This event, superbly hosted by the committed membership of Kinsale Yacht Club, saw 250 people from the physical, sensory, intellectual and learning ability spectrums take to the water each day in a variety of sports. A volunteer base of over 400 was a reflection of the incredible effort by so many to make this event a spectacular success. Anyone present knows what a privilege it is to be part of this event.
All Ireland Championships
The 2019 Irish Sailing All Ireland Championship, hosted by the National Yacht Club in October, was won by Michael O'Connor of the Royal St George YC, representing the SB20 class. The Junior Championship hosted by Dave Harte and his team in Schull was won by Chris Bateman of Monkstown Bay Sailing Club representing the RS200 class.
Looking ahead to 2020
Nearly 1000 people have engaged in the Strategic Review 2020-2025 process and I look forward to hearing their findings in the Spring. This review will be preceded by our National Conference and AGM on Saturday, March 21 in Dun Laoghaire with details to follow.
To those still sailing in the various winter series around the coast safe sailing; to those who have their boats winterised like myself enjoy the seasonal refitting plans.
As always you can find out more on our various channels (Facebook, Instagram and Twitter), via our website, or our weekly newsletter www.sailing.ie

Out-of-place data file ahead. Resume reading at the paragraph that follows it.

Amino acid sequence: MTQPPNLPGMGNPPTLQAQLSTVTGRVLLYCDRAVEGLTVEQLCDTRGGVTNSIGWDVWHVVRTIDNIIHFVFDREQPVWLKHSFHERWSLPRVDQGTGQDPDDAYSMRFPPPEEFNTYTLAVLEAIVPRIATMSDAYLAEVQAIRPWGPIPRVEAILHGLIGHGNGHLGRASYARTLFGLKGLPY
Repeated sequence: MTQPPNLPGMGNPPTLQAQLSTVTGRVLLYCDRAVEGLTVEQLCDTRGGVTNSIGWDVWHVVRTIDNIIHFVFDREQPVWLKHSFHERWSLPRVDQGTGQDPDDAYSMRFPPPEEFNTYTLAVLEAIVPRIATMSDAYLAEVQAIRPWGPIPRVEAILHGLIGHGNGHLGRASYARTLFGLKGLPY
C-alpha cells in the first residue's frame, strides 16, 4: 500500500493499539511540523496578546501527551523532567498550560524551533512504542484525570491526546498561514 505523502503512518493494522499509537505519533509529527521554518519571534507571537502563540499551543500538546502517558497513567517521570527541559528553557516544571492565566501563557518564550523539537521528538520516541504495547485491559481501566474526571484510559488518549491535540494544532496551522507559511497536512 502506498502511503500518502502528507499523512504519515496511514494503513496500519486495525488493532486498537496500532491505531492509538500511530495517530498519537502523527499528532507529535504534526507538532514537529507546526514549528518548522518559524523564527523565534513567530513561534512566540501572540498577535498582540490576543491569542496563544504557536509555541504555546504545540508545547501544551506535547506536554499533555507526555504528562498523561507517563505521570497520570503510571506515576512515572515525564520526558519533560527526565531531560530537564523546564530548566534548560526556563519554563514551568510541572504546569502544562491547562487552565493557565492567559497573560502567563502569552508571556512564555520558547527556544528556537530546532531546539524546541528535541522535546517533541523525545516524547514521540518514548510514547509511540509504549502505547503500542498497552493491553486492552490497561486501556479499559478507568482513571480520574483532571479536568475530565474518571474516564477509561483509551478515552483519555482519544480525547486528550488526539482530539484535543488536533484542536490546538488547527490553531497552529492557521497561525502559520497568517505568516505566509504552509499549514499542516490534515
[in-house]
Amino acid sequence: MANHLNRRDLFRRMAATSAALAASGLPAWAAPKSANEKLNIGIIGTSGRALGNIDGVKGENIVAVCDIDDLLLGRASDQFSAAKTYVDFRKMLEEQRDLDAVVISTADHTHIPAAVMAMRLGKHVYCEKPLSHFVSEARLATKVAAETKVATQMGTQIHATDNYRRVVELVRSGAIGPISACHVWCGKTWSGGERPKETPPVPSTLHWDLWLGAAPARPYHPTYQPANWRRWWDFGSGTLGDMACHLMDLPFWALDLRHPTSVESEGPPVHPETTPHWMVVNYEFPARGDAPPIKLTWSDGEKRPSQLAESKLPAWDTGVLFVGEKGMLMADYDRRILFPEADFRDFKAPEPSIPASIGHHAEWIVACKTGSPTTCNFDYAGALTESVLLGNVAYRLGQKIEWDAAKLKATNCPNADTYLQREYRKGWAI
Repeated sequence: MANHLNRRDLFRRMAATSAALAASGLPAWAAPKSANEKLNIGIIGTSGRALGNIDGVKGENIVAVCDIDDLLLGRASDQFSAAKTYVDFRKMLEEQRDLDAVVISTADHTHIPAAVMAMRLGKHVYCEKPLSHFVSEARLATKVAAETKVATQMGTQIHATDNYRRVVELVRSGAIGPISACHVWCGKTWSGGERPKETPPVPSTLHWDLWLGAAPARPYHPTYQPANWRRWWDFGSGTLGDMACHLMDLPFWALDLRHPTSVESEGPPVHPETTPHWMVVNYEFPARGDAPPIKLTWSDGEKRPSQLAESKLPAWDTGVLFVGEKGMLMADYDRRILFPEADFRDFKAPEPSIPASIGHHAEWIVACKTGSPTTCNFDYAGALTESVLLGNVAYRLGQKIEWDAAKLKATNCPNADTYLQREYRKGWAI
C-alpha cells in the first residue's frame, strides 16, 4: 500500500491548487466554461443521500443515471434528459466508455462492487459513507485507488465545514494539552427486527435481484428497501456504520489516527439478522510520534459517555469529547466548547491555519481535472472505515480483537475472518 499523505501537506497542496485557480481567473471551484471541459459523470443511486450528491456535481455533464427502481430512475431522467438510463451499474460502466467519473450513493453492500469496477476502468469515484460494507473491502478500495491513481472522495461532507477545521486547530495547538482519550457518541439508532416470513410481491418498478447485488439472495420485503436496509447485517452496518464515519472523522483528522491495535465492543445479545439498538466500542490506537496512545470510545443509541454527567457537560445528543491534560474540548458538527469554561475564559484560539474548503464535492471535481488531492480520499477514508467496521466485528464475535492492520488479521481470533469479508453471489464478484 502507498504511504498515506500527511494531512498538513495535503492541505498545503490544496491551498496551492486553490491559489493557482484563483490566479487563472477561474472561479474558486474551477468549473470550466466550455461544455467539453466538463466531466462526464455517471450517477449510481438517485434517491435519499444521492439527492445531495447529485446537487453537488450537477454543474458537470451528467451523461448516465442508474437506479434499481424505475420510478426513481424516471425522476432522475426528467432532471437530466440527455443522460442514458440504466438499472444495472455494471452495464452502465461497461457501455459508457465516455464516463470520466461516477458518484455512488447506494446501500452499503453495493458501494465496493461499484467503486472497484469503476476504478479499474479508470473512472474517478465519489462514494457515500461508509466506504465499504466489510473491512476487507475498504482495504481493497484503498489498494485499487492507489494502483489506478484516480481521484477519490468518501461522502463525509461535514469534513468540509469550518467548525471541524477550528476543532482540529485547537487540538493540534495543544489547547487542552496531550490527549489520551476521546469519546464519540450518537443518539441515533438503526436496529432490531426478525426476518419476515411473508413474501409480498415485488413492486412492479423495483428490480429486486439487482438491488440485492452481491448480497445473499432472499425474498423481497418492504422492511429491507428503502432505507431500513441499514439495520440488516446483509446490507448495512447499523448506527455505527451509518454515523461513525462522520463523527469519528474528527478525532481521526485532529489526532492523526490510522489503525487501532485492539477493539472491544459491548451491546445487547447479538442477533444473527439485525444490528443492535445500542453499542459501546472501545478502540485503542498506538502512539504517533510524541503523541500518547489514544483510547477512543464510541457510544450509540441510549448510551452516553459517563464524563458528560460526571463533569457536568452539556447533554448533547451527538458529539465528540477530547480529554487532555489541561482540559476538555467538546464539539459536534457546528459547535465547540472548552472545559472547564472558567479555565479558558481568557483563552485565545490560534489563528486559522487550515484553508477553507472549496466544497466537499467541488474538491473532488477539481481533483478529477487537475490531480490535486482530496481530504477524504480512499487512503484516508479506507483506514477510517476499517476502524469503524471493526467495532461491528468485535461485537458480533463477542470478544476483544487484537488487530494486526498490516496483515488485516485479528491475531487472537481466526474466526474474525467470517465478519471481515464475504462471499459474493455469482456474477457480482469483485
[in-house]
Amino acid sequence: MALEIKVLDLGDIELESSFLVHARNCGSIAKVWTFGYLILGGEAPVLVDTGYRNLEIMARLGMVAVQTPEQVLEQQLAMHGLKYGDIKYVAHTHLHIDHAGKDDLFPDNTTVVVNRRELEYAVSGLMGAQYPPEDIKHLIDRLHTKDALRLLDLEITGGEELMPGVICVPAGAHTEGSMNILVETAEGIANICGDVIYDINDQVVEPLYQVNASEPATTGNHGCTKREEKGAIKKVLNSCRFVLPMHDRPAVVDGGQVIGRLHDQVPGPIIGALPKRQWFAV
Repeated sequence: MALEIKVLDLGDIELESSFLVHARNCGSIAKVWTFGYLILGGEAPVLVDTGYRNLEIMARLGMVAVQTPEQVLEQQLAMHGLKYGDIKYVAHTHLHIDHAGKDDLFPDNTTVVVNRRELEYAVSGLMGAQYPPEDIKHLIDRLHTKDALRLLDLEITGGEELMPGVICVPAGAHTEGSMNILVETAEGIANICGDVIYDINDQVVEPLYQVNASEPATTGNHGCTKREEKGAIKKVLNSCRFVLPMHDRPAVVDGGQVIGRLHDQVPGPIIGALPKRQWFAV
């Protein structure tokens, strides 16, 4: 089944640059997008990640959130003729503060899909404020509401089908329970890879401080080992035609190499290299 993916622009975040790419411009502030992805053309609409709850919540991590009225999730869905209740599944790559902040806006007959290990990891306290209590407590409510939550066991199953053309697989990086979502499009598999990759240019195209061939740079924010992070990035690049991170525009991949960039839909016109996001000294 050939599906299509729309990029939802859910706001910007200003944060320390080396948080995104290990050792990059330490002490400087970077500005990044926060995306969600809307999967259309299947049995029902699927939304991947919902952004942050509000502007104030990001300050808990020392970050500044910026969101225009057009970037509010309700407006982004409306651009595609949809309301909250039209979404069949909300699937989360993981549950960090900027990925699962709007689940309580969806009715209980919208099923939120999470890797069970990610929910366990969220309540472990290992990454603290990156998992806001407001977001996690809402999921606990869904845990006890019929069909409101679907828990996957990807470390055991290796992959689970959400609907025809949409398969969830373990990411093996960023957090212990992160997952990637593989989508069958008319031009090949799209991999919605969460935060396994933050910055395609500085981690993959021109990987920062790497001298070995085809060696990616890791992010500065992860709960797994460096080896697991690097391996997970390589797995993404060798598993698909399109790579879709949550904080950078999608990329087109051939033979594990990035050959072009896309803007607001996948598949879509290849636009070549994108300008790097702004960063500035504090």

Date for your diary: National Conference & AGM on Saturday, March 21st in Dun Laoghaire
Irish Sailing has announced its new ‘Take the Helm’ programme for female sailors aged 16+ which is supported by Sport Ireland’s Women in Sport Programme, the campaign to increase female participation and progression in sport.
Take the Helm will provide training, competition and infrastructure opportunities to encourage and enable women to take the helm in a variety of areas:
- A flexible training fund for women providing bursaries for a choice of training to encourage regional programmes, develop participation and increase roles of leadership.
- Race official development for women to Take the Helm in the many roles involved in race management and support.
- Irish Sailing’s Pathfinder Women at the Helm will continue to support and highlight women’s sailing, encourage competition, retain young sailors and entice returning sailors.
- Promotion of participation: showcasing role models of all levels through storytelling, photography and videography.
The flexible training fund for women provides 24 bursaries of up to €400 each available on a first come, first served basis for all Irish Sailing clubs, classes and centres.
This bursary can be used to fund fully or partially any of the following for women aged 16 and over: